art-contest-maker-collage


Time, Rhythm and Motion

   by Teresa Reaver for Somewhere in Time (2015)

Tools used in the building process:

Band saw, drill press, metal rolling machine, propane torch, heat gun, hot plate, tweezers, grinder, sandpaper, sanding drums, belt sander, flexible shaft, hand drill, variety of drill bits, variety of files, needle picks, paintbrushes, bench pin, jeweler's saw, saw blades, jeweler's magnifier, camera, computer, photoshop program, inkjet copier, ink, acrylic paint, assorted markers, pens, pencil, notebook, scissors, tape, glue syringe (as candle mold), melting pot, aluminum flux, hammers, metal pounding surfaces, several types of vise, clamps, rubber bands, variety of objects for molding shrink film, ruler, water trays, x-acto knife and blades.

Materials and their usage:

One shrink film sheet: Cut, heated and shaped into the top and bottom of the hourglass, the domed cover for the watch and compass, sundial gnomon, watch hands and retention cap for the clock hands.

Shrink film sheet instructions: Globe gore sections, watch face and compass face inkjet printed on the blank reverse. I used this paper instead of the blank piece in the kit because I liked its smoother surface for printing, picked up detail better.

Aluminum wire: Small section rolled into extruded square wire for watch fob chain links, short lengths cut for a variety of support posts, spokes in cage gear on earth/moon mechanism. Moon support arm, short shaft piece of compass needle. Tiny, tiny bits, sawing and drilling leavings cut and melted for hourglass sand (arrgh! Crazy tedious process, next time put in some sand, just in case!). Hammered curved piece for sundial measuring increments, longer piece wrapped on hand crank shaft for gearscrew. Armpiece (starfinder) on nocturnal and assorted small lengths hammered into rivets for a variety of shafts.

Wood craft sticks: Several soaked in water to use as curved egde pieces on base. Five glued together and turned on drill press for mirror handle.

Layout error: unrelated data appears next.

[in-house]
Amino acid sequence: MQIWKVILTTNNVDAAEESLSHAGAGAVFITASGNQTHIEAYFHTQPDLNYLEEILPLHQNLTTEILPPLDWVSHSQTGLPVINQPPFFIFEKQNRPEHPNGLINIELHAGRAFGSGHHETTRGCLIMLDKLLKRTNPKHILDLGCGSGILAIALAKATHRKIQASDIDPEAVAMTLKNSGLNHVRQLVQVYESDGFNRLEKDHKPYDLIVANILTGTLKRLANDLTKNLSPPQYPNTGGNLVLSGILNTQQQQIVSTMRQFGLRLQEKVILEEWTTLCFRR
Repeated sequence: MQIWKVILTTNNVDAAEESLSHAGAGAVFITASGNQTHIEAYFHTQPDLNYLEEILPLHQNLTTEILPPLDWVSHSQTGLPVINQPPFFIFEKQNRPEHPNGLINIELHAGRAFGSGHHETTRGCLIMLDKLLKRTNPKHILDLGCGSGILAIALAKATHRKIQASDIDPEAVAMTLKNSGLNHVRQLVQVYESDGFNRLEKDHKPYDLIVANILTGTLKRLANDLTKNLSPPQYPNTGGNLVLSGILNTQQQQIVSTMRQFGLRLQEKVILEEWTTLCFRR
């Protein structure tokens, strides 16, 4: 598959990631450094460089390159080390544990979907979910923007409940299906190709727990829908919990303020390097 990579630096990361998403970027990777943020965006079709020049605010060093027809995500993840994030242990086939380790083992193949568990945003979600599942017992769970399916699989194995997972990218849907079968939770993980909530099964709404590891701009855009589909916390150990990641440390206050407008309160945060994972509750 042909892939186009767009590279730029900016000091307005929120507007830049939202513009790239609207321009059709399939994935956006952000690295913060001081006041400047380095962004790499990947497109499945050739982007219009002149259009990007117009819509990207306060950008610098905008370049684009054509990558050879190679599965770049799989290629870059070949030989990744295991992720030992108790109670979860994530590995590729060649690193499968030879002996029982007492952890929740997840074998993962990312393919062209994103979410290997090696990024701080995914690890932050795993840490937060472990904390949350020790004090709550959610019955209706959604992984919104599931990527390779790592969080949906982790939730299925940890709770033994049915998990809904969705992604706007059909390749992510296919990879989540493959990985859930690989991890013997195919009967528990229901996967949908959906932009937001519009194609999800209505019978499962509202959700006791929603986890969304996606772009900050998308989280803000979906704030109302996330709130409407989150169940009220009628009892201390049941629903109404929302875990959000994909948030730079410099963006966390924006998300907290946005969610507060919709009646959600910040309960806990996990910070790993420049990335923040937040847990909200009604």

Two styrofoam discs: Large one cut into two smaller discs and glued together with smaller discs and shaped into sphere for globe.

Soho painting board: Tiny, tiny sliver cut off and painted with marker for watch “crystal” bezel.

Mini clothespin: Clothespin itself not used but taken apart for steel spring wire. Part of wire first used as watch fob chain hanger on side of base, later moved to under hour hand spoke gear as a retaining spring to regulate its advance. Small section (about 3/4”) straightened, hammered and drilled to use as compass needle. I attempted, unsuccessfully, to magnetize it to move on its own.

Two basswood blocks: 1/8' slices cut off of both blocks to be sawed, sanded and stained with markers for base. Smaller blocks cut, sanded, carved and shaped into supports for gear arms, globe axis support arm, candle holder, main parts of watch, nocturnal, and sundial. 1/4” stick slice sawed off and sanded round for extra needed 3/16” dowel sections for watch, nocturnal and sundial. 1/2” slice sawed, sanded, rounded and turned on drill press for hand crank shaft.

Square hardwood strips: Short sections turned for hourglass support spindles, hourglass mechanism support sticks, and watch hour hand gear spokes. Larger strip sanded and turned on drill press for horizontal support arm of mirror handle.